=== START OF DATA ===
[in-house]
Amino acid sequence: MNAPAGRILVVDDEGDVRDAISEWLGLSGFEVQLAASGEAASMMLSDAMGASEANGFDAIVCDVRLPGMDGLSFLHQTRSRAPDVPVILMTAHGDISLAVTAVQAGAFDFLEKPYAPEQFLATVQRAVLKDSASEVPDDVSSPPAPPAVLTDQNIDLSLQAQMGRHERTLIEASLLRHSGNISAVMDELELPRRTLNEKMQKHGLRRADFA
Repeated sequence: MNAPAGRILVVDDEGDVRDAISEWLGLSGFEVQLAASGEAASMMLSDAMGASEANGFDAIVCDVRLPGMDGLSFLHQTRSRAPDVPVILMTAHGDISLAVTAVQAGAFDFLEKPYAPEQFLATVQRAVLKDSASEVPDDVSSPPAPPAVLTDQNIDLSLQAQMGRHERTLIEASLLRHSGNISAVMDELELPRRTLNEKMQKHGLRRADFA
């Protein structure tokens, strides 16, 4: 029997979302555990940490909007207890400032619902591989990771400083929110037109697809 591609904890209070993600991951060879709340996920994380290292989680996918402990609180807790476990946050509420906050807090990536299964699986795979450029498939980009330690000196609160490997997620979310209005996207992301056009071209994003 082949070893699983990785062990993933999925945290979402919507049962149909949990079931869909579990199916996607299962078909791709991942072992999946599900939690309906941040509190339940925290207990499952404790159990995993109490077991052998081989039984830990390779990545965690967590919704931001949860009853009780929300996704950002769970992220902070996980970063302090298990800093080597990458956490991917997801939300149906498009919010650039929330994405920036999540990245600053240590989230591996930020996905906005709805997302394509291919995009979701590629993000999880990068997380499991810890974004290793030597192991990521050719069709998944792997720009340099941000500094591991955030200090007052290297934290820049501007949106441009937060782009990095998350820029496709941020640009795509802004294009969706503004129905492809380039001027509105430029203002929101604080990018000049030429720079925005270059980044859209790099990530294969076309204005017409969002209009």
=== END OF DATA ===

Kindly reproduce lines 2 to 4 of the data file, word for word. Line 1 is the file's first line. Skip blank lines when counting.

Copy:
Amino acid sequence: MNAPAGRILVVDDEGDVRDAISEWLGLSGFEVQLAASGEAASMMLSDAMGASEANGFDAIVCDVRLPGMDGLSFLHQTRSRAPDVPVILMTAHGDISLAVTAVQAGAFDFLEKPYAPEQFLATVQRAVLKDSASEVPDDVSSPPAPPAVLTDQNIDLSLQAQMGRHERTLIEASLLRHSGNISAVMDELELPRRTLNEKMQKHGLRRADFA
Repeated sequence: MNAPAGRILVVDDEGDVRDAISEWLGLSGFEVQLAASGEAASMMLSDAMGASEANGFDAIVCDVRLPGMDGLSFLHQTRSRAPDVPVILMTAHGDISLAVTAVQAGAFDFLEKPYAPEQFLATVQRAVLKDSASEVPDDVSSPPAPPAVLTDQNIDLSLQAQMGRHERTLIEASLLRHSGNISAVMDELELPRRTLNEKMQKHGLRRADFA
């Protein structure tokens, strides 16, 4: 029997979302555990940490909007207890400032619902591989990771400083929110037109697809 591609904890209070993600991951060879709340996920994380290292989680996918402990609180807790476990946050509420906050807090990536299964699986795979450029498939980009330690000196609160490997997620979310209005996207992301056009071209994003 082949070893699983990785062990993933999925945290979402919507049962149909949990079931869909579990199916996607299962078909791709991942072992999946599900939690309906941040509190339940925290207990499952404790159990995993109490077991052998081989039984830990390779990545965690967590919704931001949860009853009780929300996704950002769970992220902070996980970063302090298990800093080597990458956490991917997801939300149906498009919010650039929330994405920036999540990245600053240590989230591996930020996905906005709805997302394509291919995009979701590629993000999880990068997380499991810890974004290793030597192991990521050719069709998944792997720009340099941000500094591991955030200090007052290297934290820049501007949106441009937060782009990095998350820029496709941020640009795509802004294009969706503004129905492809380039001027509105430029203002929101604080990018000049030429720079925005270059980044859209790099990530294969076309204005017409969002209009």